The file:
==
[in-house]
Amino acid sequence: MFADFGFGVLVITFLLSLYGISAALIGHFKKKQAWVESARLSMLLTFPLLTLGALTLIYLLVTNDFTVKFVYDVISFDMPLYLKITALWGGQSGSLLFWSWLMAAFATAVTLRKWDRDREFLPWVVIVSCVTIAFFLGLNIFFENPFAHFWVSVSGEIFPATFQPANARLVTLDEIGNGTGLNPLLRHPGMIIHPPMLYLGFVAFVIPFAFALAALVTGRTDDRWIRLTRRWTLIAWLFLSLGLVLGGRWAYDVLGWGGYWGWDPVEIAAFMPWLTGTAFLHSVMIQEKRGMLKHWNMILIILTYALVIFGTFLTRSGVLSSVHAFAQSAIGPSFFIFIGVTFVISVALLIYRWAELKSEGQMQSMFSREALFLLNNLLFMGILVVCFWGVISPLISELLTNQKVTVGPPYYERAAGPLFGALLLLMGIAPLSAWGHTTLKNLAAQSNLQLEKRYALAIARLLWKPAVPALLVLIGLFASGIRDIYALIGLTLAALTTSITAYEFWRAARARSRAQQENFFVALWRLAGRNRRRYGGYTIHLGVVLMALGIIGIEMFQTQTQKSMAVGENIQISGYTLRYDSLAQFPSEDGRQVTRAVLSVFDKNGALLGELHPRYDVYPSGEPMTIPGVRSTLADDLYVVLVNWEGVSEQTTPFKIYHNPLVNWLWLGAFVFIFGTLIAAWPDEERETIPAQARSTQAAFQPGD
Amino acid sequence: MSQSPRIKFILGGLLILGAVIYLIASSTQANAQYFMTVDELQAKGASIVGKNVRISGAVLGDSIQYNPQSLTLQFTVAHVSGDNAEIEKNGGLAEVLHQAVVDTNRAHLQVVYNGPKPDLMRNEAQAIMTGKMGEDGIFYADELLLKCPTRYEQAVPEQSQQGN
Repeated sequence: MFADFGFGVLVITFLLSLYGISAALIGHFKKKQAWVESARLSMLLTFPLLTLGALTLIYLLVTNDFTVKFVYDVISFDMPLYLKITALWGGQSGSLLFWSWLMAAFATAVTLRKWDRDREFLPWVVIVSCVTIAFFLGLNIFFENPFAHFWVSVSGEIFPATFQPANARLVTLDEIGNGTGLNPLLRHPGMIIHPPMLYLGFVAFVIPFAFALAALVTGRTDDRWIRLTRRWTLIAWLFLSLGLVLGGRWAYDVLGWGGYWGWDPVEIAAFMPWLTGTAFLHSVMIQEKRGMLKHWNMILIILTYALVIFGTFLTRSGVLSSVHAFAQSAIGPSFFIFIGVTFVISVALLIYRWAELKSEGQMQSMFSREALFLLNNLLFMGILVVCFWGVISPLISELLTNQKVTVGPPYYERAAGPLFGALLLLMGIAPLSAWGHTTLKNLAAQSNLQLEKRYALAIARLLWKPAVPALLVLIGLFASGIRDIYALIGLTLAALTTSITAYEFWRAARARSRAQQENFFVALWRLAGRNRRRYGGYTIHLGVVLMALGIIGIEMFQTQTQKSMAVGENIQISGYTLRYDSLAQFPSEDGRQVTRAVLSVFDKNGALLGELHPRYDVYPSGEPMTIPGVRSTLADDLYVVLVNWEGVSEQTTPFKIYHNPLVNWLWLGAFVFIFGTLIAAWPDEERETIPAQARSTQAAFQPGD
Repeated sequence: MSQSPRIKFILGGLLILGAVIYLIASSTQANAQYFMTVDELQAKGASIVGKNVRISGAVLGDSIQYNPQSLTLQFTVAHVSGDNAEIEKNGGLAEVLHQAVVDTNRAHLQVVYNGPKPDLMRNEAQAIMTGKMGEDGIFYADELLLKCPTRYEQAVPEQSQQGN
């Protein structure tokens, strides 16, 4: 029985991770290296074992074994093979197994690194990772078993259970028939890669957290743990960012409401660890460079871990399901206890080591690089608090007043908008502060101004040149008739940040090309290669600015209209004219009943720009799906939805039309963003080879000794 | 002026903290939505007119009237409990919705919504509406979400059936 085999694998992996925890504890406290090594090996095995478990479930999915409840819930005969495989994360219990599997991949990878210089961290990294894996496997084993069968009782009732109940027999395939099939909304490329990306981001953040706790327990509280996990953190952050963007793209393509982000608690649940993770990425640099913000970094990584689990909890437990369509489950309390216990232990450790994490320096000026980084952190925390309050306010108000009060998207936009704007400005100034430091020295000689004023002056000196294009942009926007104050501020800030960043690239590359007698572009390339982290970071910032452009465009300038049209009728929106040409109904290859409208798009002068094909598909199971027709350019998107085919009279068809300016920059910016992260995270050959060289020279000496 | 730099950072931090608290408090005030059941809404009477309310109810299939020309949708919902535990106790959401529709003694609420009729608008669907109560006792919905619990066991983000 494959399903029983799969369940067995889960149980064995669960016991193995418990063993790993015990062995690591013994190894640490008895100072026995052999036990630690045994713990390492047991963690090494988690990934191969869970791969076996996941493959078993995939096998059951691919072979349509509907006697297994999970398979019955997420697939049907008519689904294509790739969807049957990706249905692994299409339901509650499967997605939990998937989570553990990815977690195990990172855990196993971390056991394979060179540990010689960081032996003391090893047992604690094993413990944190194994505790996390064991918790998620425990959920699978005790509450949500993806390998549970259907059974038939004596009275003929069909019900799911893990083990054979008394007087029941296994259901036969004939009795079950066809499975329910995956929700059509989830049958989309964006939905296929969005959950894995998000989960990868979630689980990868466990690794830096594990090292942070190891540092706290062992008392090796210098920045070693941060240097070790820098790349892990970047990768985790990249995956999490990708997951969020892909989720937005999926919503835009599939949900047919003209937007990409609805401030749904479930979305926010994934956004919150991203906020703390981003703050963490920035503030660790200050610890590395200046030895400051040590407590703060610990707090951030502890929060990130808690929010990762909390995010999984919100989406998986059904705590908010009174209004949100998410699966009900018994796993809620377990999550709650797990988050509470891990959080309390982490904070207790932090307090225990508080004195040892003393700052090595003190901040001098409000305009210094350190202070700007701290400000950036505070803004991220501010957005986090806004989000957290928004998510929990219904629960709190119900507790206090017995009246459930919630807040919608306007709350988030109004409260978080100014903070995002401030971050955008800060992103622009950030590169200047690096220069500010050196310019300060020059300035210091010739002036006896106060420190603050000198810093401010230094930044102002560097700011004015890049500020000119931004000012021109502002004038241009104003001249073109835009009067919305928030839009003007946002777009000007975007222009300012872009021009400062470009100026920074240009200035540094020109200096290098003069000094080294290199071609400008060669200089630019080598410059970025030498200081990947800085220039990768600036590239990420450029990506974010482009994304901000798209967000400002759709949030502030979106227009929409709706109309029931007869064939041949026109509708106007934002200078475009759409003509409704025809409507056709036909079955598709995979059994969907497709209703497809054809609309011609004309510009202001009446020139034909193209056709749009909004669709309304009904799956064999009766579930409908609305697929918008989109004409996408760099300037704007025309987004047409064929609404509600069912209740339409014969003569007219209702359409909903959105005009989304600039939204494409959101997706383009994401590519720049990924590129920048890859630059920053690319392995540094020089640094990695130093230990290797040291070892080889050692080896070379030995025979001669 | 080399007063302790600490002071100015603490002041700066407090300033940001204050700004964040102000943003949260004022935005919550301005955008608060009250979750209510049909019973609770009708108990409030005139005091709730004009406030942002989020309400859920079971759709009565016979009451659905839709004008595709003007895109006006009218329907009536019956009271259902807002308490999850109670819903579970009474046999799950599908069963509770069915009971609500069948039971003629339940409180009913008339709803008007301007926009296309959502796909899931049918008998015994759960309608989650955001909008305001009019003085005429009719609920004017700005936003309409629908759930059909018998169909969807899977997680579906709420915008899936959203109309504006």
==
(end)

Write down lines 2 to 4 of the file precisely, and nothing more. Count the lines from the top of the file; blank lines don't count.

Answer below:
Amino acid sequence: MFADFGFGVLVITFLLSLYGISAALIGHFKKKQAWVESARLSMLLTFPLLTLGALTLIYLLVTNDFTVKFVYDVISFDMPLYLKITALWGGQSGSLLFWSWLMAAFATAVTLRKWDRDREFLPWVVIVSCVTIAFFLGLNIFFENPFAHFWVSVSGEIFPATFQPANARLVTLDEIGNGTGLNPLLRHPGMIIHPPMLYLGFVAFVIPFAFALAALVTGRTDDRWIRLTRRWTLIAWLFLSLGLVLGGRWAYDVLGWGGYWGWDPVEIAAFMPWLTGTAFLHSVMIQEKRGMLKHWNMILIILTYALVIFGTFLTRSGVLSSVHAFAQSAIGPSFFIFIGVTFVISVALLIYRWAELKSEGQMQSMFSREALFLLNNLLFMGILVVCFWGVISPLISELLTNQKVTVGPPYYERAAGPLFGALLLLMGIAPLSAWGHTTLKNLAAQSNLQLEKRYALAIARLLWKPAVPALLVLIGLFASGIRDIYALIGLTLAALTTSITAYEFWRAARARSRAQQENFFVALWRLAGRNRRRYGGYTIHLGVVLMALGIIGIEMFQTQTQKSMAVGENIQISGYTLRYDSLAQFPSEDGRQVTRAVLSVFDKNGALLGELHPRYDVYPSGEPMTIPGVRSTLADDLYVVLVNWEGVSEQTTPFKIYHNPLVNWLWLGAFVFIFGTLIAAWPDEERETIPAQARSTQAAFQPGD
Amino acid sequence: MSQSPRIKFILGGLLILGAVIYLIASSTQANAQYFMTVDELQAKGASIVGKNVRISGAVLGDSIQYNPQSLTLQFTVAHVSGDNAEIEKNGGLAEVLHQAVVDTNRAHLQVVYNGPKPDLMRNEAQAIMTGKMGEDGIFYADELLLKCPTRYEQAVPEQSQQGN
Repeated sequence: MFADFGFGVLVITFLLSLYGISAALIGHFKKKQAWVESARLSMLLTFPLLTLGALTLIYLLVTNDFTVKFVYDVISFDMPLYLKITALWGGQSGSLLFWSWLMAAFATAVTLRKWDRDREFLPWVVIVSCVTIAFFLGLNIFFENPFAHFWVSVSGEIFPATFQPANARLVTLDEIGNGTGLNPLLRHPGMIIHPPMLYLGFVAFVIPFAFALAALVTGRTDDRWIRLTRRWTLIAWLFLSLGLVLGGRWAYDVLGWGGYWGWDPVEIAAFMPWLTGTAFLHSVMIQEKRGMLKHWNMILIILTYALVIFGTFLTRSGVLSSVHAFAQSAIGPSFFIFIGVTFVISVALLIYRWAELKSEGQMQSMFSREALFLLNNLLFMGILVVCFWGVISPLISELLTNQKVTVGPPYYERAAGPLFGALLLLMGIAPLSAWGHTTLKNLAAQSNLQLEKRYALAIARLLWKPAVPALLVLIGLFASGIRDIYALIGLTLAALTTSITAYEFWRAARARSRAQQENFFVALWRLAGRNRRRYGGYTIHLGVVLMALGIIGIEMFQTQTQKSMAVGENIQISGYTLRYDSLAQFPSEDGRQVTRAVLSVFDKNGALLGELHPRYDVYPSGEPMTIPGVRSTLADDLYVVLVNWEGVSEQTTPFKIYHNPLVNWLWLGAFVFIFGTLIAAWPDEERETIPAQARSTQAAFQPGD